LicenseAttribution Some rights reserved by robertpaulyoung, (Flickr).

The question immediately arises: what will happen to Northern Ireland? Early on in the Brexit process, all the main political parties in Northern Ireland recognised that change to the status quo poses significant risks for the region and each have on record their demand that the specific needs of Northern Ireland (particularly, but not exclusively, arising from the land border) be addressed in the withdrawal process.

This has to be addressed in Phase 1 of the withdrawal negotiations because the border is not simply a matter of customs controls and trade flows, important as they are for the economic stability that is (as the UK government acknowledges) vital to the peace process. Northern Ireland is but a small region; from agriculture and animal health to tourism and waterways – prosperity and efficiency are best secured and supported through frameworks of cross-border cooperation and interdependence. There really can be no ‘all or nothing’, UK versus Ireland choice that suits Northern Ireland’s interests.

Yet it is possible to keep to an absolute minimum the disruption that UK withdrawal will have in the context of interdependence so vital for the Agreement’s implementation. The model of differentiated integration within the EU, coupled with the precedent of territorial differentiation within the UK (evidenced both in the Agreement itself and the very fact of devolution), is key here. It provides a valuable departure point for the type of arrangements that would best reflect and protect the unique needs of Northern Ireland in the Brexit process.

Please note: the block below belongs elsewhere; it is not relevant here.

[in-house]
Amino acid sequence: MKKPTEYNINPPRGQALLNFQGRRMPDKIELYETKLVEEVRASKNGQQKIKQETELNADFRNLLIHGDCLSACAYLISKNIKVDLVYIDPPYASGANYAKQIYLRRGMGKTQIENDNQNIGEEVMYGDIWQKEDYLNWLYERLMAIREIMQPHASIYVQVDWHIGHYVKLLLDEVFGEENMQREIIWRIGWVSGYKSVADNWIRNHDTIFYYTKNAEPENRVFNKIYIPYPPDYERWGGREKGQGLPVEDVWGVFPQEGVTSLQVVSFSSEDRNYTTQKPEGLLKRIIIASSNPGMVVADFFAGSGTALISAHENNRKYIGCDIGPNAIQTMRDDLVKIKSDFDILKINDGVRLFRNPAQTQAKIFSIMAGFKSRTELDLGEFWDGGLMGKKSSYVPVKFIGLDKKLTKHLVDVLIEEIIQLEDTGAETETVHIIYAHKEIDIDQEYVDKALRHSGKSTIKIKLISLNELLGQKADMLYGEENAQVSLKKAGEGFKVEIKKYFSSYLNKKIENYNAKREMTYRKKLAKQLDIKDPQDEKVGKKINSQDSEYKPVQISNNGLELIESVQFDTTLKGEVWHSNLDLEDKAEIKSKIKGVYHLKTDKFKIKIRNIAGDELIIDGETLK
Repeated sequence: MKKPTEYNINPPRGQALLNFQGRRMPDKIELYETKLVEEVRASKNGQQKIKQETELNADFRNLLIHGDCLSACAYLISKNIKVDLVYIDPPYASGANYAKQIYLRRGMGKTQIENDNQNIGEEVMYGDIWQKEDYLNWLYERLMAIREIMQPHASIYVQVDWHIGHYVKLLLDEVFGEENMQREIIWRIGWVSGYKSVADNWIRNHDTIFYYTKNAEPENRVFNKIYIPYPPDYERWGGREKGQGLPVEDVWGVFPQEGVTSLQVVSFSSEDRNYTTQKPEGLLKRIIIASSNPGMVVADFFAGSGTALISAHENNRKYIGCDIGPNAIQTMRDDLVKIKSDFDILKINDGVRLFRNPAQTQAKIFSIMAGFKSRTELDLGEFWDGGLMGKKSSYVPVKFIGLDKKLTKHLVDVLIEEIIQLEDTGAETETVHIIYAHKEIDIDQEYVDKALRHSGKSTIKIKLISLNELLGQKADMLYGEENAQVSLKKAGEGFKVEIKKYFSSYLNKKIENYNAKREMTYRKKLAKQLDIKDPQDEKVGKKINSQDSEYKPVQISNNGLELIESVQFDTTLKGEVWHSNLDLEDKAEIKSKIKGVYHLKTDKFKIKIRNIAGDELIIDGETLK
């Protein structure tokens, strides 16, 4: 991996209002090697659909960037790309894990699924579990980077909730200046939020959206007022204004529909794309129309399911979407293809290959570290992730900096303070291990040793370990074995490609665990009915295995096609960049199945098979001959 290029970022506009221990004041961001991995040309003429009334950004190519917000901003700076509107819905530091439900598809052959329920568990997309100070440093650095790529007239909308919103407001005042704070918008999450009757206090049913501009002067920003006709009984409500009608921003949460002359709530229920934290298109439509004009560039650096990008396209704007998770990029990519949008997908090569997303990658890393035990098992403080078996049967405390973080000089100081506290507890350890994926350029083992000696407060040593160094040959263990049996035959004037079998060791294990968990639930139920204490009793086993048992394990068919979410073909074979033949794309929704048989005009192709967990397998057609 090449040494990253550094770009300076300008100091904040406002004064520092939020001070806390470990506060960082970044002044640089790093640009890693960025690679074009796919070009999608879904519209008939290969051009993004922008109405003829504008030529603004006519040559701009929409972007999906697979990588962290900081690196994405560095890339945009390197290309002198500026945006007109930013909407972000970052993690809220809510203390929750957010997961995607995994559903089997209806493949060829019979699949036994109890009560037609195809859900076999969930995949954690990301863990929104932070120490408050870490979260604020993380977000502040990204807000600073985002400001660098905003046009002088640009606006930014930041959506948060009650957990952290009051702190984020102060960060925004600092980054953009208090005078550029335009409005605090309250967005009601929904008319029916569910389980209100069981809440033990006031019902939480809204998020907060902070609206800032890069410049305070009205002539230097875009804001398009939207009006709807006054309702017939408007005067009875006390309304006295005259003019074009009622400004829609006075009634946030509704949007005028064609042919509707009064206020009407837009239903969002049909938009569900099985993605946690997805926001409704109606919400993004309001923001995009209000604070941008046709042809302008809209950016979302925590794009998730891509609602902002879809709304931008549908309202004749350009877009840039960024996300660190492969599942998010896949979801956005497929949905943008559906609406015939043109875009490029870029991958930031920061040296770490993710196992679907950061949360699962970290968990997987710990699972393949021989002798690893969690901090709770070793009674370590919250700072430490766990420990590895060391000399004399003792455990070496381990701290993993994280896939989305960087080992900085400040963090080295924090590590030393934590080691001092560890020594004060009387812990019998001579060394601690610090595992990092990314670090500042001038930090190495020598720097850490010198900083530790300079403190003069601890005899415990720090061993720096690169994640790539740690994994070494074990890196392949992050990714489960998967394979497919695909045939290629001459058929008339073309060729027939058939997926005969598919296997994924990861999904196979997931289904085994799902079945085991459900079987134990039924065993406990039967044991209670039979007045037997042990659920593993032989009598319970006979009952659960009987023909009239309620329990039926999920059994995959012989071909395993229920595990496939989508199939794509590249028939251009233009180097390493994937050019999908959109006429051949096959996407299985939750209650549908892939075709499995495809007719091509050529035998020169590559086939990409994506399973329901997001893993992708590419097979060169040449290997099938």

From this, we see a range of options for maintaining the conditions necessary to uphold the Agreement. Based on maintaining properly secured and sustained regulatory convergence, it is possible to enable the continued operation of all-island markets and of cross-border supply chains. It is also possible to secure access to different forms of EU cooperation for both jurisdictions on the island of Ireland. It is even possible to retain the free movement of goods, services, capital and people on the island of Ireland. None of these options need to weaken or contravene the integrity of the UK or Northern Ireland’s place within it.